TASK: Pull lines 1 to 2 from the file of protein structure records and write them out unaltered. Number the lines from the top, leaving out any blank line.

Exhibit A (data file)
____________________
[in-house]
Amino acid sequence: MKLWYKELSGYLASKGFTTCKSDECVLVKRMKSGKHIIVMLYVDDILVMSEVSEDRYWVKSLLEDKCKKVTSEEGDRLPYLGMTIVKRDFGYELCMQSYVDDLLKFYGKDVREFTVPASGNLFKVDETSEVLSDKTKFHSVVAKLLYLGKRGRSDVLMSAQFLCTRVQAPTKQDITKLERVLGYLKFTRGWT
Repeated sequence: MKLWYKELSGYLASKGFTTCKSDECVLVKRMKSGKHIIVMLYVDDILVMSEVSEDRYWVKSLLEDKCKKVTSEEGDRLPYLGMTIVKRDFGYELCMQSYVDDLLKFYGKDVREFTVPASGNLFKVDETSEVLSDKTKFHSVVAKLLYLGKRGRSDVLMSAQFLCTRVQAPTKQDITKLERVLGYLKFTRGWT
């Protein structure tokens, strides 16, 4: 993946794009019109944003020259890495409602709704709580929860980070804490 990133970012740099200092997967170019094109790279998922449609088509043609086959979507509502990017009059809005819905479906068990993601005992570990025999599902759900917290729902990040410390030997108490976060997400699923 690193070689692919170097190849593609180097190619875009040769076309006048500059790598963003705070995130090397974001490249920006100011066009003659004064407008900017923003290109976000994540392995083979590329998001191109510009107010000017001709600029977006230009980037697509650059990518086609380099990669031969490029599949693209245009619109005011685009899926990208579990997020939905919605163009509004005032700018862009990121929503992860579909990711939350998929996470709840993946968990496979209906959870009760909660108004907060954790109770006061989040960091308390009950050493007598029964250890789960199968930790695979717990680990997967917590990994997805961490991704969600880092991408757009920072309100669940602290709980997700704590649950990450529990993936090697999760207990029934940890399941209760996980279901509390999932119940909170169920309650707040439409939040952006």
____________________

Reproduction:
[in-house]
Amino acid sequence: MKLWYKELSGYLASKGFTTCKSDECVLVKRMKSGKHIIVMLYVDDILVMSEVSEDRYWVKSLLEDKCKKVTSEEGDRLPYLGMTIVKRDFGYELCMQSYVDDLLKFYGKDVREFTVPASGNLFKVDETSEVLSDKTKFHSVVAKLLYLGKRGRSDVLMSAQFLCTRVQAPTKQDITKLERVLGYLKFTRGWT